India’s economic growth has further slowed on global cues and disruptions as reflected in the reduced economic growth forecasts by global financial institutions. Concurrently, the Indian Rupee had almost a freefall against the dollar due to global factors such as the Russia-Ukraine conflict, soaring crude oil prices and tightening of global financial conditions. While the Indian Rupee has weakened against the US Dollar, it has strengthened against other major currencies such as the British pound, the Japanese yen and the Euro during 2022. On the brighter side, India recorded its highest annual FDI inflow in in FY 2021-22.   

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International Monetary Fund (IMF) – The IMF recently released its World Economic Outlook July 2022 Update titled ‘Gloomy and More Uncertain’. The outlook for India has been revised down by 0.8 percentage point, to 7.4 percent. A similar 0.8 percentage downgrade in April 2022 World Economic Outlook report had been projected for 2022 for India making it 8.2% at that time (reported by Asia Law Portal). The July 2022 WEO report mentioned that for India, the revision reflects mainly less favorable external conditions and more rapid policy tightening. Downgrades, inter alia for India, are driving the downward revisions to global growth during 2022–23, which reflect the materialization of downside risks highlighted in the April 2022 WEO. The projections for 2023 for India is 6.1%, which is also a similar decline of 0.8 percentage from the April 2022 WEO.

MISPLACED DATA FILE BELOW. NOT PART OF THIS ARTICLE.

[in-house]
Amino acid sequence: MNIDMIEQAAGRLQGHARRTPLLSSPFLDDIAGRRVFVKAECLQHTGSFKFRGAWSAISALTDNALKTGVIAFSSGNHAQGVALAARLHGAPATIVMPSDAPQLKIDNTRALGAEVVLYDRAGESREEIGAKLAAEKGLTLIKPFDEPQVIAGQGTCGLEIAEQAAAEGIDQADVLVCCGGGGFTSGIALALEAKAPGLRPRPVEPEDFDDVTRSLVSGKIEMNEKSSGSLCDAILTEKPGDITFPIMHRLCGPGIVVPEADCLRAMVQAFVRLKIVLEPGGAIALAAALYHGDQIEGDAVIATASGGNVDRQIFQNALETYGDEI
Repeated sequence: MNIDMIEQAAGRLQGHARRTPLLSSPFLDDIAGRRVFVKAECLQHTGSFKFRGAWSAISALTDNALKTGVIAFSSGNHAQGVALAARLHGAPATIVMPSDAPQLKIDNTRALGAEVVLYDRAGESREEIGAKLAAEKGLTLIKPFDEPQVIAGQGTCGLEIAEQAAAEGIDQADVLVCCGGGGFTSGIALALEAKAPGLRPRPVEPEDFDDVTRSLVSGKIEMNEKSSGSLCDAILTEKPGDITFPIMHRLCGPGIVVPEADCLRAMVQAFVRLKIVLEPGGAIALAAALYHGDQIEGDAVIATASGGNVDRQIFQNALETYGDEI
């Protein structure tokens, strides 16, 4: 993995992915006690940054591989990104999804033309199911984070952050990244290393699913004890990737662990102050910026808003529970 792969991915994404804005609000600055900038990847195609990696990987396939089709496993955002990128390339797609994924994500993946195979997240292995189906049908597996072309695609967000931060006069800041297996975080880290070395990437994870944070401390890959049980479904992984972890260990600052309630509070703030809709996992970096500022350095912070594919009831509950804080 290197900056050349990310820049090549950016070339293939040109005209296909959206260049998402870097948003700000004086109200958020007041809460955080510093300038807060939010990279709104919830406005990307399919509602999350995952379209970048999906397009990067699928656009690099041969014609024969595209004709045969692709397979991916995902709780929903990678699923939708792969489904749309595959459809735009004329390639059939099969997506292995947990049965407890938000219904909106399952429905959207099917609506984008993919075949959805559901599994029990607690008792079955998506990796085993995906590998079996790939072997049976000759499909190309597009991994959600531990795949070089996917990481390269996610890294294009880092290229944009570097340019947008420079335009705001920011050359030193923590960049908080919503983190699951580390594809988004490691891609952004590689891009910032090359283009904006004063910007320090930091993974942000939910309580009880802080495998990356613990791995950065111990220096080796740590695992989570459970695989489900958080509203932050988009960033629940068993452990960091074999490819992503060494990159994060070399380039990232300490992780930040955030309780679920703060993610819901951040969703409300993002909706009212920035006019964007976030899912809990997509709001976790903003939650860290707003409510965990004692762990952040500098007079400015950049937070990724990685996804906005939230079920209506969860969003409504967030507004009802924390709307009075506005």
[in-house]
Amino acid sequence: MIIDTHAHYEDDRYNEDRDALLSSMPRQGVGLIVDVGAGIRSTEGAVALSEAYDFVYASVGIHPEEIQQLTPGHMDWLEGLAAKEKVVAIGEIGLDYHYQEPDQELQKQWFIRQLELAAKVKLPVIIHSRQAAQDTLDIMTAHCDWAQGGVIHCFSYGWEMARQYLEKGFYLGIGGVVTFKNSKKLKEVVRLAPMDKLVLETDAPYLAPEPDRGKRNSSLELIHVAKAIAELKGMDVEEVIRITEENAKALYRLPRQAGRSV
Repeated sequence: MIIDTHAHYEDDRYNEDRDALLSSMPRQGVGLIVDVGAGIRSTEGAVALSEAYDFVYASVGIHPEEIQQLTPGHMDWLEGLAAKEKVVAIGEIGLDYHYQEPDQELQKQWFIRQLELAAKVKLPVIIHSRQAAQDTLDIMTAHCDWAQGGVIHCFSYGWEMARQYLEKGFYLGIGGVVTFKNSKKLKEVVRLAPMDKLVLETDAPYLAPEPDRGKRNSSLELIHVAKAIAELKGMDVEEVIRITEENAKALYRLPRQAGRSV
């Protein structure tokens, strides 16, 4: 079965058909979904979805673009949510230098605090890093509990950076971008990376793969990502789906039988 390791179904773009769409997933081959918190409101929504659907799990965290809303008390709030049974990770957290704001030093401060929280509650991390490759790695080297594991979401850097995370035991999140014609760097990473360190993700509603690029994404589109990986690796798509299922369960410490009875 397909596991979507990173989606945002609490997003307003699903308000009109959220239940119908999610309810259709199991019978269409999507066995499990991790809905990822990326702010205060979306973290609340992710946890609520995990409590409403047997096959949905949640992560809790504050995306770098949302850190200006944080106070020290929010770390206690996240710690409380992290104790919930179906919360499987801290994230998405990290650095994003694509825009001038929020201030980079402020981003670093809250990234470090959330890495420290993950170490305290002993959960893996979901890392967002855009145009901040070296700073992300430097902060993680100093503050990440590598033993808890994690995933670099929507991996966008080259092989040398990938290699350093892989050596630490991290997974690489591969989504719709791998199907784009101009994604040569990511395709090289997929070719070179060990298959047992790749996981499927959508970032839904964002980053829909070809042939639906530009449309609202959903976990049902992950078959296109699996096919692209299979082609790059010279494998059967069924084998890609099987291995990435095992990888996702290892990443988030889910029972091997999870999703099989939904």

Asian Development Bank (ADB) – ADB recently released its Asian Development Outlook (ADO) 2022 Supplement: Recovery Faces Diverse Challenges. This publication provides updated economic forecasts for Asia and the Pacific and outlines the diverse challenges the region faces as it recovers from the coronavirus disease (Covid-19) pandemic. As per the report, India’s GDP growth moderated to 4.1% in Q4 of fiscal year 2021 (FY2021, ended 31 March 2022) on disappointing growth in private consumption and a contraction in manufacturing. India has been hit by the Omicron Covid-19 variant and the economic impact of the war in Ukraine. Consequently, GDP growth for FY2022 is revised down from 7.5% to 7.2% (as forecasted in the ADO March 2022 report and covered by Asia Law Portal). Although consumer confidence continues to improve, higher-than-expected inflation will erode consumer purchasing power. Some of the impact of this may be offset by a cut in excise duties, the provision of fertilizer and gas subsidies, and the extension of a free-food distribution program. Private investment will soften due to the higher cost of borrowing for firms as the Reserve Bank of India (RBI) continues to raise policy rates to contain inflation. Net exports will shrink due to subdued global demand and a rising real effective exchange rate eroding export competitiveness despite a depreciating rupee. On the supply side, higher commodity prices will boost the mining industry. But manufacturing firms will bear the brunt of higher input costs due to rising oil prices. The services sector, hit hard by Covid-19 since 2020, will do well in FY2022 and beyond as the economy opens up and travel resumes. Even so, growth in FY2023 is revised down to 7.8% from 8% in the ADO March 2022 report.